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It’s graduation time for the class of 2012. We’re seated in the pews of the Second Presbyterian Church, on the corner of 96th and CPW, awaiting the arrival of the newly minted high school graduates. My mind is wandering all over the place. 

First, I try to figure out how I’m supposed to survive the next two hours crammed into a seat obviously not designed for someone of my stature. When anything makes an airline seat seem spacious, that’s saying a lot. From there, my mind began to drift back to my high school experiences and all things associated with that era. 

Yeah, it’s been long enough now to be officially classified as an “era.” The year I graduated from high school was the same year Napster made its debut. Remember Napster?!? Although I remember my high school days as if they were yesterday, the reality is that it has been 12 years. Another subtle reminder that I’m kind of old, but I’m also okay with that…kind of.  

The procession begins and as the class files in, friends and family begin to snap away on their plethora of cameras and i-Devices. One can’t help but appreciate the significance of these milestone moments. The gleam in the eyes of these young adults is clearly evident. Some are more excited than others because they now believe they’ll finally be free of their supposedly overbearing parents.

That is until they realize that the clean laundry doesn’t magically appear in their rooms like it used to, or that you actually have to put food in the fridge to get it out later. At that point they’ll be calling home faster than E.T. That being said, graduation day is as much a day of reckoning for the parents as it is for the kids.
They are forced to confront the reality that their baby is about to step into adulthood, and there is no certainty what that will mean for their relationship going forward. While I imagine that some parents actually can’t wait that moment, I think for most it’s really a bittersweet experience.
As the first senior speaker takes the stage, my wandering mind quickly snaps back to focus. As is par for the course, she begins by reminiscing about her and her friends’ time in high school: academic accomplishments, defining moments, boys they like, girls they hate, Justin Bieber…the usual stuff. Once all that was out of the way, the focus shifted to how this graduating class, and others, would be coming into what is one of the toughest economies this country has seen in a long time.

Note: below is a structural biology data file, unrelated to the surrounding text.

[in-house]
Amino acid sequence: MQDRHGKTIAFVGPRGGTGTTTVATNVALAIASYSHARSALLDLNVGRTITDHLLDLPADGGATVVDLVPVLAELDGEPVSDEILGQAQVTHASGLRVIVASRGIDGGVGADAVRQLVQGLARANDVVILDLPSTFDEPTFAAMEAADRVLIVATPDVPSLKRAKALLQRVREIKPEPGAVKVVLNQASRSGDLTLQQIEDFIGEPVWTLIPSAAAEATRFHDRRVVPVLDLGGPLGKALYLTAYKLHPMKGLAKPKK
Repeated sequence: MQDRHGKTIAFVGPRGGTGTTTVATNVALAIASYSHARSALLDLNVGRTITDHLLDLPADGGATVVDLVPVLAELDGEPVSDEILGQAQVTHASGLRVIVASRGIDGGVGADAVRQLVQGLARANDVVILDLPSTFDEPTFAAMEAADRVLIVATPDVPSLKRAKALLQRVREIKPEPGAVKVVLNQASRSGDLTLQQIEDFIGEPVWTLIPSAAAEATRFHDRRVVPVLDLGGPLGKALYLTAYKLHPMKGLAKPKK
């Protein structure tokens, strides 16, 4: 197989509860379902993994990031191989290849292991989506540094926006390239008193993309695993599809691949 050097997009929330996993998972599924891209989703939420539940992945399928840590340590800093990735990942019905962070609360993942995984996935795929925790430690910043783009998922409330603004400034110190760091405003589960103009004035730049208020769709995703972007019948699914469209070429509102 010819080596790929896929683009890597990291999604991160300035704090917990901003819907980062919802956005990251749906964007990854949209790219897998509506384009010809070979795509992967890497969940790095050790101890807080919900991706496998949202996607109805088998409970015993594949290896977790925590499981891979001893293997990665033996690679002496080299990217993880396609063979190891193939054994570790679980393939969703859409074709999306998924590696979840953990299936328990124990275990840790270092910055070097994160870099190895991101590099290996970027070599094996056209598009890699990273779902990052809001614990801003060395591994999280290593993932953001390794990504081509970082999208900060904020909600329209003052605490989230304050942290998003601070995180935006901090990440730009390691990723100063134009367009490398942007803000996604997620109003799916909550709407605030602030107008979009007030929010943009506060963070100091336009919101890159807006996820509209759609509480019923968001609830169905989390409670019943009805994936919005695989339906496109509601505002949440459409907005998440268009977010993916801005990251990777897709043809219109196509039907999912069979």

She talked about how in order to truly succeed and find fulfillment in the future, this generation was going to have to change the paradigm of how their parents and past generations did things. She talked about seeing the opportunities in the unconventional. She talked about a need for more poets.
Now, I don’t particularly care for poetry, but I do get the point she’s making. We live in an age where a lot of people have sacrificed so much to pursue jobs they care so little for, all in the name of security. The problem is that opportunities that once seemed like stable rocks are now proving to not be so sure of a thing anymore.  

Hence, many people, either unhappy with their current state or fired from their current state, are beginning to reassess exactly what dream they bought into. All of a sudden, the tradeoff of security and stability for passion and fulfilment doesn’t seem to have the same allure it once did. While success has long been defined by the number of zeros attached to the end of the paycheck rather than fulfillment in what you do, the rat race can only suck the lifeblood out of you for so long before you starts to really question if it’s really worth it.  
While some people find a way to live with that dichotomy, it would be nice if it didn’t always have to be such a defining choice. That being said, it’s also true that the struggle is the litmus test that weeds out the contenders from the pretenders. Lord knows that the only thing worse than poetry is bad poetry. 

Ultimately the ones who find success in what they are passionate about are those with resolve and conviction. Resolve and conviction strong enough to stay the course through all the hardships, disappointments, and discouraging voices telling them to stop wasting their time and get a real job. Ralph Waldo Emerson put it quite succinctly when he said, “Do not go where the path may lead; go instead where there is no path and leave a trail.” Wise words. 

Maybe those poets aren’t so bad after all.
Featured Image by Honey Yanibel Minaya Cruz on Unsplash

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